10.
Respir Med ; 107(5): 637-48, 2013 May.
Artigo em Inglês | MEDLINE | ID: mdl-23352223

RESUMO

Long-term treatment with macrolides has recently been shown to reduce COPD exacerbations in doses lower than bactericidal doses. This article aims to critically review the international literature relating to the long-term effectiveness and safety of macrolides and to estimate the budget impact of preventing exacerbations with azithromycin in Belgium. Controlled clinical studies focusing on the prevention of COPD exacerbations with long-term macrolide treatment were identified in PubMed, EMBASE, Controlled Trials Registry of the Cochrane Library, and Social Science and Citation Index. The budget impact of preventing exacerbations with azithromycin in Belgium over a one-year period was calculated as the difference between the additional expenditure of annual treatment with azithromycin and the savings in hospital expenditure arising from fewer COPD exacerbations in patients with GOLD stages II-IV. Prevalence and resource use data were derived from the literature and unit cost data from Belgian sources. The literature review suggests that long-term treatment of COPD patients with azithromycin, erythromycin or clarithromycin is effective and safe, and reduces exacerbations and related hospitalizations. However, uncertainty remains about the specific patient population that is most likely to benefit from long-term macrolide treatment, the optimal dose and duration of macrolide treatment, and the potential impact of long-term macrolide treatment on resistance. The budget impact analysis demonstrated that annual hospital savings of €950 million resulting from fewer exacerbations outweighed additional expenditure on azithromycin of €595 million, implying that the prevention of COPD exacerbations with azithromycin is a cost saving strategy in Belgium.


Assuntos
Antibacterianos/uso terapêutico , Custos de Cuidados de Saúde/estatística & dados numéricos , Macrolídeos/uso terapêutico , Doença Pulmonar Obstrutiva Crônica/prevenção & controle , Antibacterianos/efeitos adversos , Antibacterianos/economia , Azitromicina/efeitos adversos , Azitromicina/economia , Azitromicina/uso terapêutico , Bélgica , Claritromicina/efeitos adversos , Claritromicina/economia , Claritromicina/uso terapêutico , Custos de Medicamentos/estatística & dados numéricos , Eritromicina/efeitos adversos , Eritromicina/economia , Eritromicina/uso terapêutico , Humanos , Macrolídeos/efeitos adversos , Macrolídeos/economia , Doença Pulmonar Obstrutiva Crônica/economia , Resultado do Tratamento
11.
Scand J Infect Dis ; 45(3): 219-26, 2013 Mar.
Artigo em Inglês | MEDLINE | ID: mdl-23113827

RESUMO

BACKGROUND: Community-acquired pneumonia (CAP) has a considerable clinical and economic impact. The aim of this study was to identify drivers of hospital costs associated with CAP in 2 Belgian hospitals. Specifically, the influence of patient characteristics, quality indicators, and other treatment aspects on hospital costs was explored. METHODS: The following were registered for patients admitted with a confirmed diagnosis of CAP in a large university hospital (Universitaire Ziekenhuizen Leuven, UZL) and a medium-sized secondary care hospital (Ziekenhuis Oost-Limburg, ZOL) in Belgium: the pneumonia severity index (PSI), time to clinical stability, length of stay, antibiotic therapy, outcomes, compliance with validated quality indicators, and the different costs (pharmacy, laboratory, and radiology, and total). Regression analysis was used to identify influential variables. RESULTS: Between October 2007 and June 2010, 803 patients were included, with a median total cost of €4794.57. The length of stay after clinical stability and time to clinical stability had the highest influence on the total cost (+6.3% and +4.9% per additional day, respectively; p < 0.0001). Other important drivers of higher costs were total therapy duration, PSI score, age, and admission to intensive care. Patients treated with moxifloxacin had significantly, but limited, lower costs. Quality indicator compliance, including guideline-compliant antibiotic treatment and therapy streamlining, had little influence. CONCLUSIONS: The most important driver of hospital costs associated with CAP was the time between clinical stability and actual hospital discharge. In order to substantially decrease the costs of CAP treatment, this period should be rigorously evaluated for possible intervention targets that would allow costs in CAP treatment to be decreased in a substantial manner.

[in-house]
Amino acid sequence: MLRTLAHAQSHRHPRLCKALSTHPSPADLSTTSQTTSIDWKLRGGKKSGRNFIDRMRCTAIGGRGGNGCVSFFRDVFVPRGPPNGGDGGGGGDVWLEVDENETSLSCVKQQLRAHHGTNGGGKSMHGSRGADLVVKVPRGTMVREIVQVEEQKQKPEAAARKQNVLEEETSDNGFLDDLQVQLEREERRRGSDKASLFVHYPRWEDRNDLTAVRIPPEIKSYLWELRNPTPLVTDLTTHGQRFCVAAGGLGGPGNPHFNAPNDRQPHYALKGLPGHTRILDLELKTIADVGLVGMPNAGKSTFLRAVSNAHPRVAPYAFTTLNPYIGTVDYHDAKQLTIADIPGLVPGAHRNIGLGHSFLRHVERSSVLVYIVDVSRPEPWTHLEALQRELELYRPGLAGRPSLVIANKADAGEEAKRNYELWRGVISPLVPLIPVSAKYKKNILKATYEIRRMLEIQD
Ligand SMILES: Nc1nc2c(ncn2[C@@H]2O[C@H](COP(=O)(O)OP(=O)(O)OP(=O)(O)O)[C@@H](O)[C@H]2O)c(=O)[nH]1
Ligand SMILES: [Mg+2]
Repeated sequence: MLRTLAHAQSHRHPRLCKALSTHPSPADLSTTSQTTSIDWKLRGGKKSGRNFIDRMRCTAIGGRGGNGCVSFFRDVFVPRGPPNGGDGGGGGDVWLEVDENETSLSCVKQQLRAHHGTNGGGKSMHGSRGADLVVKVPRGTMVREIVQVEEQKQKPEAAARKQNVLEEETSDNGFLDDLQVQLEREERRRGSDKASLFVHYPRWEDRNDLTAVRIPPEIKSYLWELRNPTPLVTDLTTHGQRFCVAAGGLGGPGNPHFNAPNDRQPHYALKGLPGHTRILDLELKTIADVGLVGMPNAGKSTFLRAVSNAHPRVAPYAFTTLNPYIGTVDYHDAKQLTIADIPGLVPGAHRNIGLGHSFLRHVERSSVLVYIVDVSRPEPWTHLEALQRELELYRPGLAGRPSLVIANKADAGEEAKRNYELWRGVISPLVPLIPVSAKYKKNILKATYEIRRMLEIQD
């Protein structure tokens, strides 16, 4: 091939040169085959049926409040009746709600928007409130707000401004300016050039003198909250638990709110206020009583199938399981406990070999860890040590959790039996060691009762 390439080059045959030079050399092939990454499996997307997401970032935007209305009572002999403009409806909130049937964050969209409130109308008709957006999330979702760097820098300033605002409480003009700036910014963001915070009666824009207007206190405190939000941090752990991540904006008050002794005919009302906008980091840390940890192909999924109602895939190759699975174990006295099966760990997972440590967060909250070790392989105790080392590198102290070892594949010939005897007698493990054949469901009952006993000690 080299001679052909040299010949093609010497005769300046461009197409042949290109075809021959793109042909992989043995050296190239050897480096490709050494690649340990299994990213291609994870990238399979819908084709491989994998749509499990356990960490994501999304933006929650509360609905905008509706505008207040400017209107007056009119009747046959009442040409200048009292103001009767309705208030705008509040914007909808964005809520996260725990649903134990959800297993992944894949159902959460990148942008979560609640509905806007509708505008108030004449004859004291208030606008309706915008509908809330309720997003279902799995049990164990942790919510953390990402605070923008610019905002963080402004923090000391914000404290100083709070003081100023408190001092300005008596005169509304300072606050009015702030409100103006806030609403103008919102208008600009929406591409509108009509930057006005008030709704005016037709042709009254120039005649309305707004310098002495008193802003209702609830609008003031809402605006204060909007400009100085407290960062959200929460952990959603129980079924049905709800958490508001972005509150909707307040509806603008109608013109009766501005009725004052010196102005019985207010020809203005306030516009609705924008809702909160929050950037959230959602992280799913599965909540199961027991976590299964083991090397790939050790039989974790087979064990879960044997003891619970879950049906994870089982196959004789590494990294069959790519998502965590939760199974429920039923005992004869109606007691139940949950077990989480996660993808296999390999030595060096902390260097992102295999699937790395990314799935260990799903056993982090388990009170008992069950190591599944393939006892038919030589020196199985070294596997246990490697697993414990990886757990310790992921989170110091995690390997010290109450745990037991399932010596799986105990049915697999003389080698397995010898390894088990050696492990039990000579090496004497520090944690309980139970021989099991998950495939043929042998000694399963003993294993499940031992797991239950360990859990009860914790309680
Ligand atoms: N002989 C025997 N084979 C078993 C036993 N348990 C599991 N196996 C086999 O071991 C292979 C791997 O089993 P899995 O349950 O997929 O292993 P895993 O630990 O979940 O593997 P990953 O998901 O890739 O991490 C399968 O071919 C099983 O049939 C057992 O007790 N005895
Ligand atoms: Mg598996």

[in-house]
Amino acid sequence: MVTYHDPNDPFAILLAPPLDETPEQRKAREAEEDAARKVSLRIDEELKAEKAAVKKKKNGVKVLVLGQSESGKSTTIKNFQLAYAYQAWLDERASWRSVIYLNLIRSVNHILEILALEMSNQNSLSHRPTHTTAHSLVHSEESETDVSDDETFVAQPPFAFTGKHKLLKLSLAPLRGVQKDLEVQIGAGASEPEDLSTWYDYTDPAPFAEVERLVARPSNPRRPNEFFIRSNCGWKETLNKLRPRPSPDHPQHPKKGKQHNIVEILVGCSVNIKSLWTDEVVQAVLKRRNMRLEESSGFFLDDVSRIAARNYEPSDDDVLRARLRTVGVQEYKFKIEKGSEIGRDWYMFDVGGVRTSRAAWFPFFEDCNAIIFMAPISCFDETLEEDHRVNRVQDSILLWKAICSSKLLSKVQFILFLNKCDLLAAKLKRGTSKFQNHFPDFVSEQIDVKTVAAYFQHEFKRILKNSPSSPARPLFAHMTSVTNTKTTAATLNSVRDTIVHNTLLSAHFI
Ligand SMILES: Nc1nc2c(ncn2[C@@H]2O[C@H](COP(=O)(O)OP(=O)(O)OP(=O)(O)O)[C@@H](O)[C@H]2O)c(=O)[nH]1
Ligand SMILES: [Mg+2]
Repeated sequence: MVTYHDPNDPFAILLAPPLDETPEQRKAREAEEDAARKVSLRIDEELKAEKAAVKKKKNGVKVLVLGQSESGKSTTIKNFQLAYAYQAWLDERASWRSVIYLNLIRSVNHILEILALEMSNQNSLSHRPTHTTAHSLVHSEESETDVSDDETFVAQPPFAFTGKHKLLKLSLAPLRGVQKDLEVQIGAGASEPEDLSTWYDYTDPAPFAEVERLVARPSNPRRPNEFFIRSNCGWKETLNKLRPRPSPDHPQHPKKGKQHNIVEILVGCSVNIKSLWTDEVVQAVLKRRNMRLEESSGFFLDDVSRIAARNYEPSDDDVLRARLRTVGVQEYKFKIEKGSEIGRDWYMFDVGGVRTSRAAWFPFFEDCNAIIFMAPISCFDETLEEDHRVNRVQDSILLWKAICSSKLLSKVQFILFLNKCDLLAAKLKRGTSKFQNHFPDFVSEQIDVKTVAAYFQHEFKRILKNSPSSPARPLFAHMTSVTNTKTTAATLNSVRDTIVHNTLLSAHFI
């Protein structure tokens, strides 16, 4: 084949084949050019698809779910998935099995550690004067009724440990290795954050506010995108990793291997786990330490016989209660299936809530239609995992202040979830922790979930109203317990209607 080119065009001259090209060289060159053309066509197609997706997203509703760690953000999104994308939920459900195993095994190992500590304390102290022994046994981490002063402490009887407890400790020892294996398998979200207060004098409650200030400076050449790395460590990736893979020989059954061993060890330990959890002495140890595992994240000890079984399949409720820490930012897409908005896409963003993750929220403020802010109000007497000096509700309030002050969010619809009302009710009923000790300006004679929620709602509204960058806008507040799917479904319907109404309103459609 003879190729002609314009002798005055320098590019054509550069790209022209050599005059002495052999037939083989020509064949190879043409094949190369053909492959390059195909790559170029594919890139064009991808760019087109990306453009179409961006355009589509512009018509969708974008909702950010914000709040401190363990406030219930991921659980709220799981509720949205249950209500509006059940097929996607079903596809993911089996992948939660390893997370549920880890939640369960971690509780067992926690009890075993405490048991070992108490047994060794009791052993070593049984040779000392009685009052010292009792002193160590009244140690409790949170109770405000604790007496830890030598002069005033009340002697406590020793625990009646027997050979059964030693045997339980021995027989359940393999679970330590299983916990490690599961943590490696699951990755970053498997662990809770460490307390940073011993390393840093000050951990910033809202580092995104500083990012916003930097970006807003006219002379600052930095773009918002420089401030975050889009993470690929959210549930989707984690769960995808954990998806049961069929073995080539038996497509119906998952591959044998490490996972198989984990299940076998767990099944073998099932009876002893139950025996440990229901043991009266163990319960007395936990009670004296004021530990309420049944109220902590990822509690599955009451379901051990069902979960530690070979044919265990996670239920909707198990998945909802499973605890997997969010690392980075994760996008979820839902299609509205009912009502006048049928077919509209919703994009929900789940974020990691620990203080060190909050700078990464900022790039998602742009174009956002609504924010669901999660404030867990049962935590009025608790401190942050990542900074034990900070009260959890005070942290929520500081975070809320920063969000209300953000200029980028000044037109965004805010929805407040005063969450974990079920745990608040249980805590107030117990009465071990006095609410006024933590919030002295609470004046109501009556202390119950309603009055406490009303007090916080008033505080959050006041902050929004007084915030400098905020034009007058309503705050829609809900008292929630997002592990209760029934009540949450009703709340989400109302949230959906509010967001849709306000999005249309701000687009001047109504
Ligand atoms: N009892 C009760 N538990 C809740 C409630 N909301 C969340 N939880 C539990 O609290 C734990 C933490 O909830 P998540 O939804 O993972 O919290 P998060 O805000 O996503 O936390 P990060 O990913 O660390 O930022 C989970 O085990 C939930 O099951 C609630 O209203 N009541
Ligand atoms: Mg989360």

Assuntos
Infecções Comunitárias Adquiridas/economia , Custos Hospitalares , Tempo de Internação/economia , Pneumonia/economia , Idoso , Idoso de 80 Anos ou mais , Antibacterianos/administração & dosagem , Antibacterianos/economia , Bélgica , Infecções Comunitárias Adquiridas/tratamento farmacológico , Farmacorresistência Bacteriana , Feminino , Humanos , Masculino , Pessoa de Meia-Idade , Pneumonia/tratamento farmacológico , Estatísticas não Paramétricas